Republicans Push Back on "Irrelevant" Reports of Smaller-than-Expected CR Cuts
Republicans Push Back on "Irrelevant" Reports of Smaller-than-Expected CR Cuts
Reporting on Politics and Policy.
April 14 2011 10:22 AM

Republicans Push Back on "Irrelevant" Reports of Smaller-than-Expected CR Cuts

On Friday night, 28 Republicans voted against the budget deal. Over the weekend and this week, there's been some obvious softness in Republican support for the deal. The reaction is based on facts. On Tuesday, the Washington Post's Philip Rucker discovered that some of the $38.5 billion "cuts" were made possible by accounting gimmicks, like not skimming off of the Crime Victims' Fund. Yesterday, the Associated Press crunched the CBO score of the compromise and found that the cuts only amounted to $353 million in cuts to outlays.

What's the difference between the numbers? There's a difference between budget authority and outlays. The budget authority belongs to Congress; it's the money they appropriate to the government. Outlays are how the government spends the money.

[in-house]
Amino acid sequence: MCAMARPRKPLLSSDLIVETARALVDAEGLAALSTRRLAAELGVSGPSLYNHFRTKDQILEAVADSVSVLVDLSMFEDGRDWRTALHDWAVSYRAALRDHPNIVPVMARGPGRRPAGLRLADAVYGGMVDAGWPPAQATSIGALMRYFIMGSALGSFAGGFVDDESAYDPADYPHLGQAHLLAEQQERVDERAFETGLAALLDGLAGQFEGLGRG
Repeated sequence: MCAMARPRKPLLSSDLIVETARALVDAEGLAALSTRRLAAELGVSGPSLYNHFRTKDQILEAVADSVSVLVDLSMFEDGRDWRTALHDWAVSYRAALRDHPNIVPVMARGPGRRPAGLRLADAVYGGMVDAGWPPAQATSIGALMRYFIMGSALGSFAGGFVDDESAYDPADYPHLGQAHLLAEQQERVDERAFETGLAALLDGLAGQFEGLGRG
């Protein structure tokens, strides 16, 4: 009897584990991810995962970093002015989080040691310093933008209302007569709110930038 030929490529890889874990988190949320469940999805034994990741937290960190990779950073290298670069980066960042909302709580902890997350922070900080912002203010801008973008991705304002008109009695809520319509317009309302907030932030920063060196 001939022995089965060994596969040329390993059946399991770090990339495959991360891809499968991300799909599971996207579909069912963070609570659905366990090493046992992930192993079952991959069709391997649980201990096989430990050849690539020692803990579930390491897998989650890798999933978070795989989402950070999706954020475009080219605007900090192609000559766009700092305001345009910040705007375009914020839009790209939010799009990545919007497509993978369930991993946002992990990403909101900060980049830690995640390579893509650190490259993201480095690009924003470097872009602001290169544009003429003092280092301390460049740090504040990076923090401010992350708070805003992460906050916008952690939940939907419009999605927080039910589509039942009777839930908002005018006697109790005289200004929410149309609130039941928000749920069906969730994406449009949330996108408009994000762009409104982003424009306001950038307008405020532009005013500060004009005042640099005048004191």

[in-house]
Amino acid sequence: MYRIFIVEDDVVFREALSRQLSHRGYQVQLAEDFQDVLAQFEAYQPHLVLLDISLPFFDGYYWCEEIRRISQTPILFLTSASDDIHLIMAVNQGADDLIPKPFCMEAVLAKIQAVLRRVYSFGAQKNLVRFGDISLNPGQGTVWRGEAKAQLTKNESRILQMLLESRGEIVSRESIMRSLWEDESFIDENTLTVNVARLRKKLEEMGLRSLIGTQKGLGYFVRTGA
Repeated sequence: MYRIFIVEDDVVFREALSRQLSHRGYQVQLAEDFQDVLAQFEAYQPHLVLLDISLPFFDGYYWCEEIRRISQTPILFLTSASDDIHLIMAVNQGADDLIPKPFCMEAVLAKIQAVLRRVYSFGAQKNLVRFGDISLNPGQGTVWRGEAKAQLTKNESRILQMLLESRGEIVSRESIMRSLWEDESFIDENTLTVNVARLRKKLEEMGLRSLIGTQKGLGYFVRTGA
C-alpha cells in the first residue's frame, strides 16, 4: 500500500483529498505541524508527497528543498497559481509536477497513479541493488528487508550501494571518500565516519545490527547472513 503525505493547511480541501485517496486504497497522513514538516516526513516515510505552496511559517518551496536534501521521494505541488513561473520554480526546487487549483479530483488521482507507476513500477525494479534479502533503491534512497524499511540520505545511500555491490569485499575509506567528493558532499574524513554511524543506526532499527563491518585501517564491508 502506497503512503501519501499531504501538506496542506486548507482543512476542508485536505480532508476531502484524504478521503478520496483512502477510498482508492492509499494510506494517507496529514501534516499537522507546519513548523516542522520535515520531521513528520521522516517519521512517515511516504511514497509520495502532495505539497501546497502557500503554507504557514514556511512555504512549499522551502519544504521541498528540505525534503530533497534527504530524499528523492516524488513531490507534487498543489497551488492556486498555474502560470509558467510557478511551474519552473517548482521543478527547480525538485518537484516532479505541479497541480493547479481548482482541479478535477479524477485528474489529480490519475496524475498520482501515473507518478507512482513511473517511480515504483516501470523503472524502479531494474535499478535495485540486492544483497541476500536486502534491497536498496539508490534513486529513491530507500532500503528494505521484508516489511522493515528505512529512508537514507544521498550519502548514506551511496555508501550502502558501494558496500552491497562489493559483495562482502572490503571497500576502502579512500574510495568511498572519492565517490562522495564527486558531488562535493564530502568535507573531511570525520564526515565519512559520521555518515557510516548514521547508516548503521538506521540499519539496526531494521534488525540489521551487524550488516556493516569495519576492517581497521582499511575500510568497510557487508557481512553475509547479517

That's not complicated, but most things that sound bad to voters are pretty uncomplicated. There's been some scrambling today to respond to this. Speaker Boehner took to Twitter to defend the deal ("These are real cuts, though this agreement isn’t perfect.") In a statement, House Appropriations Chairman Hal Rodgers went a little further.

"Different people will manipulate numbers in a million different ways," said Rodgers, who helped announce the deal on Friday, and whose committee worked out the particulars. "But the fact remains that the non-partisan Congressional Budget Office scored this bill as saving nearly $40 billion from last year’s levels - starting us on a path to save hundreds of billions more in the years to come. Twisting irrelevant reports and using invalid comparisons won’t change that fact."

The Appropriations Committee has prepared and provided fact sheets on the difference between the two numbers. But there's still drama here -- it's not like every freshman Republican is on the same page.

David Weigel is a reporter for the Washington Post.